9th March 2018

Presentations make everyone nervous. Whether you’re pitching an idea, delivering a keynote speech at a conference or taking part in a live discussion, speaking in front of an audience is always a little bit daunting. We’ve put together some essential tips to give your next address a boost.

Prepare

Benjamin Franklin is quoted as saying failing to prepare is preparing to fail. Undertaking the correct preparation for speaking at conferences and trade shows is essential.

Speaker at London Stadium

1) Confirm your role. Are you speaking alongside others? Are you speaking as part of a panel in discussion with other speakers? It is essential to confirm with the event hosts what is expected for you can better prepare. Do you need to rehearse with any other speakers? Find out who’s on your panel so you can properly research your fellow speakers in advance.

2) Focus the purpose of your presentation. Are you there to educate and inform on complicated issues and share your skill set and expertise. Or are delegates looking for broader discourse about industry topics and trends?

3) Communicate with the host. If they’re writing the synopsis of your session it’s essential to be on the same page so everyone going in is on the same page.

4) Know your audience. Research on who’ll be listening to your presentation is crucial whether you’re presenting to one person or a thousand. Understanding their concerns with your topic, their level of expertise and their background can help you to pitch your message in exactly the right way. Talking to potential members of your audience is the best way to find out exactly what they’re expecting.

EventLAB Panel on Women in Leadership

Speak

It doesn’t matter how good your content or ideas are if you can’t communicate them properly. These essential speaking tips are a great way to improve your speaking and build a foundation of confidence to present an amazing talk.

Obama Public Speaking

1) Breathe. Before you go out on stage or into the boardroom simple breathing exercises can help you relax and focus. Clear your lungs. Take a deep breath, hold it in for five counts then exhale sharply collapsing your body. After repeating this several times. Make the sound “Ha!” as you exhale. You’ll feel a bit silly but it’s a great way to break those pre-show nerves and tension.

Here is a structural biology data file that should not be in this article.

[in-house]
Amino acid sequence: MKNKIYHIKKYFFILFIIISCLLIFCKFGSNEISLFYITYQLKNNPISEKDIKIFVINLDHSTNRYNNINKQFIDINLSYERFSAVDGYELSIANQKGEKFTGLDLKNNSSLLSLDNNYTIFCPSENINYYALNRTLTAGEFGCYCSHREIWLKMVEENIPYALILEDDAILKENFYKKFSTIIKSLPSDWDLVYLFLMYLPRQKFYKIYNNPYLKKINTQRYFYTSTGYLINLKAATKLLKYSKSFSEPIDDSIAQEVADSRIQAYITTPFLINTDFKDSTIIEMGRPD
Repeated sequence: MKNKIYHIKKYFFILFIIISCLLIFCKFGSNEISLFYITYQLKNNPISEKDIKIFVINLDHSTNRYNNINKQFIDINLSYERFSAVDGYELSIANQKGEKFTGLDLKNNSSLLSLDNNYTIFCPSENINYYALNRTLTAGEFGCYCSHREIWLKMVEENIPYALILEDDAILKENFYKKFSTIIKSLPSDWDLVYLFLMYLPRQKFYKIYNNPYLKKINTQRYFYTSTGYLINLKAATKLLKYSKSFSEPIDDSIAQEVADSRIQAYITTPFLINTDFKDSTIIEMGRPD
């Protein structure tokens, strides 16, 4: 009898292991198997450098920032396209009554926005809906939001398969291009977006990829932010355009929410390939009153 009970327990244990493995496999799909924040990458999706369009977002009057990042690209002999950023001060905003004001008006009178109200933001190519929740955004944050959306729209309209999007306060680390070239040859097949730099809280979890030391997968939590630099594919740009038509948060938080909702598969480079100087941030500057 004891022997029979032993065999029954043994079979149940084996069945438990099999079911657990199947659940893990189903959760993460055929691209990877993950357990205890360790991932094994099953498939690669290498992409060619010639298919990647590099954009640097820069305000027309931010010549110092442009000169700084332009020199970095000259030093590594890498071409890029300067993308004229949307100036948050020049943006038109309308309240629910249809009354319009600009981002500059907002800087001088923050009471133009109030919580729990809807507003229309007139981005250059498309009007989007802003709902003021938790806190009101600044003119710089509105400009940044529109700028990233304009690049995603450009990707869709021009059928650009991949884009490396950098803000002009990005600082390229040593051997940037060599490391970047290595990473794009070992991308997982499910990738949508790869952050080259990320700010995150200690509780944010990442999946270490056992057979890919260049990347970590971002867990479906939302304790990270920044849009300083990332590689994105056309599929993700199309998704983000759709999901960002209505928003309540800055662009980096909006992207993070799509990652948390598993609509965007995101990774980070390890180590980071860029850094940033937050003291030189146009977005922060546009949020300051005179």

2) Slow down. Rushing or stumbling over your words reduces the effectiveness of your speech. When practising your presentation tap your leg every time you say a word. It’s difficult to gauge just how fast you’re speaking but this exercise makes it easier to tell if you’re rushing. Pauses are ok and remember to take a breath.

4) Don't hide from the Audience. If you’re speaking from a podium don’t lean on it or hide behind it. Similarly, maintain an upright and open posture, don't cross your arms, you’ll just constrict your lungs and look less confident. Instead, plant your feet on the ground, keep your shoulders down and stay relaxed.

Museum of London Docklands Board Room

Win

Speaking with confidence isn’t about avoiding nerves all-together. Expect to be nervous, it’s part of the preparation for every presentation. With good preparation and will the help of our breathing exercises you’ll be all set, though there is one last tip.

Visualise success. The day before you present simply sit comfortably somewhere quiet, close your eyes and imagine yourself delivering a great presentation. A bit of positive reinforcement never goes a-miss and can really help confidence beforehand and temper the pre-showtime jitters.

ICC Auditorium

Finally, presenting in the right space is a great foundation for confidence. Don’t get caught up with AV hassles as you desperately try and figure out how to get your powerpoint up on the screen. Bad seating can leave half your audience wondering why they paid to sit and watch the back of someone’s head. Dodgy acoustics can leave you trying to talk over your own echo. With the right meeting or conference venue, the only thing you’ll need to think about is the best way to respond to a standing ovation.

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